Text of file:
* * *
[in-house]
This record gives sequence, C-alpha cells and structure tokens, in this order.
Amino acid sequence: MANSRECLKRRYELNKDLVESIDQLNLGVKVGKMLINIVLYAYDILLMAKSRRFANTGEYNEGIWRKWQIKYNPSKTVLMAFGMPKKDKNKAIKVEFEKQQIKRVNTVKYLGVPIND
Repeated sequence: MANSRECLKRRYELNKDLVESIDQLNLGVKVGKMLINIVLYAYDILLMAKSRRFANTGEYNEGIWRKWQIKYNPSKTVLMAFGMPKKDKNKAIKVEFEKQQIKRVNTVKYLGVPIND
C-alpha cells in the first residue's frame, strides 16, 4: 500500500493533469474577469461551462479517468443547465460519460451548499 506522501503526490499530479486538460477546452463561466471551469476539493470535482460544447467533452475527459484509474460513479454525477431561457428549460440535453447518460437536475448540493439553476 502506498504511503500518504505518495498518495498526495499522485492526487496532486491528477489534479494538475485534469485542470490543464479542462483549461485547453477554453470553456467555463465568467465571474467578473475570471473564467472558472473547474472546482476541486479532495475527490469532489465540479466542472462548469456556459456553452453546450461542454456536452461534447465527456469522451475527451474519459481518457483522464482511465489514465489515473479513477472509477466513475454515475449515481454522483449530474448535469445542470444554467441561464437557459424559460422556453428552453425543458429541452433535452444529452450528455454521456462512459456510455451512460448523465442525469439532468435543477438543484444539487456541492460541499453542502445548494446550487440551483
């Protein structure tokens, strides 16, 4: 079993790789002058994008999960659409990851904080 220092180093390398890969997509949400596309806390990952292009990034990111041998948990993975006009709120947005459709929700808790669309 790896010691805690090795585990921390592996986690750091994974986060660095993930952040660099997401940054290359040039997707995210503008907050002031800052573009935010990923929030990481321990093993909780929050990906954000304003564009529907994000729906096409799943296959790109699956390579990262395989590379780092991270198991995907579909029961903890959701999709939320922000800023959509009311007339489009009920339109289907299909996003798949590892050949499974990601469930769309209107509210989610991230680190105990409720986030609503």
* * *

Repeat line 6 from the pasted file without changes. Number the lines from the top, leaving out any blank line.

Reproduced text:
């Protein structure tokens, strides 16, 4: 079993790789002058994008999960659409990851904080 220092180093390398890969997509949400596309806390990952292009990034990111041998948990993975006009709120947005459709929700808790669309 790896010691805690090795585990921390592996986690750091994974986060660095993930952040660099997401940054290359040039997707995210503008907050002031800052573009935010990923929030990481321990093993909780929050990906954000304003564009529907994000729906096409799943296959790109699956390579990262395989590379780092991270198991995907579909029961903890959701999709939320922000800023959509009311007339489009009920339109289907299909996003798949590892050949499974990601469930769309209107509210989610991230680190105990409720986030609503």